All this together forms a food system approach. We need to use a food system approach to make sure that everybody in the food system will benefit from the changes.

And next phase of the reform should be to use a food system approach to make sure that everybody in rural areas benefits from the food system transformation.

Q5: China has vowed to achieve rural revitalization. But the rural areas are facing problems of a shrinking population and aging, etc. What measures should China take to achieve the goal step by step?

A: Right now, many challenges or problems we face in rural areas are coming from the food system, such as the overuse of water and overuse of fertilizer and pesticides, and environmental pollution and so on. Most of these came from our food production and agricultural production.

To solve these, we need to shift or reshape our food system to make sure that the rural environment is protected.

So green mountain or blue water in rural areas, and the food system transformation can help the youth to return to rural areas, to engage efficient business enterprises, they can make money as much as the residents in the cities.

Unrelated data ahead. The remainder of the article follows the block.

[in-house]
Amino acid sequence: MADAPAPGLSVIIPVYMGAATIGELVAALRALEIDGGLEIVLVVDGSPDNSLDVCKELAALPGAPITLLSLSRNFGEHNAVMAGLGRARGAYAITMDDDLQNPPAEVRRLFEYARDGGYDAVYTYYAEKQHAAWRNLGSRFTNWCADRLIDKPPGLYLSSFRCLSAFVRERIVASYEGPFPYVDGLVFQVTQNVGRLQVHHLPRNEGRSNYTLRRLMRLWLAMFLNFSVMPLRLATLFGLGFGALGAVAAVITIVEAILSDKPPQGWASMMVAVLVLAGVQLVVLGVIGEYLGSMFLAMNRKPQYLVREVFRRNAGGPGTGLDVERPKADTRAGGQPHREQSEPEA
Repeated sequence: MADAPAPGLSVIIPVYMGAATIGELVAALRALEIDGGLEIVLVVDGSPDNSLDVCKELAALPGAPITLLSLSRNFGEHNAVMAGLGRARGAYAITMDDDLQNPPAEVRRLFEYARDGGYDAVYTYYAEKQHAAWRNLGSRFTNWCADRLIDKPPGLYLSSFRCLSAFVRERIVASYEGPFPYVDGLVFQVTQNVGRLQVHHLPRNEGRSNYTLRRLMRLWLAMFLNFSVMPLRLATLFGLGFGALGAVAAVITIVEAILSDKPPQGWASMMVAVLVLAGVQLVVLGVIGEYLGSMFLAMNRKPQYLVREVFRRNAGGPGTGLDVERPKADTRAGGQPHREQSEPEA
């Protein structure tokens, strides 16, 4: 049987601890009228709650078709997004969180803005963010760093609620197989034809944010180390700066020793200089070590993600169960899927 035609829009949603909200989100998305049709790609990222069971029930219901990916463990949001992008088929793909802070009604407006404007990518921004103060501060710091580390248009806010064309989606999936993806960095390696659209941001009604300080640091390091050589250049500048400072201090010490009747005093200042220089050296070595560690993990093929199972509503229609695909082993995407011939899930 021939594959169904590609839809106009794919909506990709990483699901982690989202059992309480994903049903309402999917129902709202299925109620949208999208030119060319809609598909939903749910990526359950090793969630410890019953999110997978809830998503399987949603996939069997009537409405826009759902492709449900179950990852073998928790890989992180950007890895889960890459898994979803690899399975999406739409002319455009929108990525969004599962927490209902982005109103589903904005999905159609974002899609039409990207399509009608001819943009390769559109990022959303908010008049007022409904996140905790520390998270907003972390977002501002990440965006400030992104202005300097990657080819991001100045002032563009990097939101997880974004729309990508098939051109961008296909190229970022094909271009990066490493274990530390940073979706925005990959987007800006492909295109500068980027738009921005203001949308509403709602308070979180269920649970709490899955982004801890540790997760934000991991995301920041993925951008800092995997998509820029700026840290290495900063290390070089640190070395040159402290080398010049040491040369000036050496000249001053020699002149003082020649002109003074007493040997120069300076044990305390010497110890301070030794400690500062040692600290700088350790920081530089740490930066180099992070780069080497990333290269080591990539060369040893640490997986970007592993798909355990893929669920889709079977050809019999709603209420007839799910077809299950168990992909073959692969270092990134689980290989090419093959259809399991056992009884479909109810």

And equally important is employment. All the food system enterprises can help get employment large numbers of returned rural residents to make sure that the income is as high as urban residents.

I think the food system can help to address some environmental challenges and help to improve food quality for everybody, increase income of the enterprises as well as the employees of these enterprises.

I want to emphasize one more thing. Carbon neutrality. I think the food system and agriculture must embrace the 2060 carbon neutrality pledge. The food system and agriculture can also be reshaped or reformed to contribute to carbon neutrality

So when you eat, don't just look at the impact on our nutrition and health, but also on our environment.

If we reduce food waste and loss, it will also help reduce carbon emissions, reduce water use, land use and help achieve carbon neutrality before 2060.

The views don't necessarily represent those of China Daily.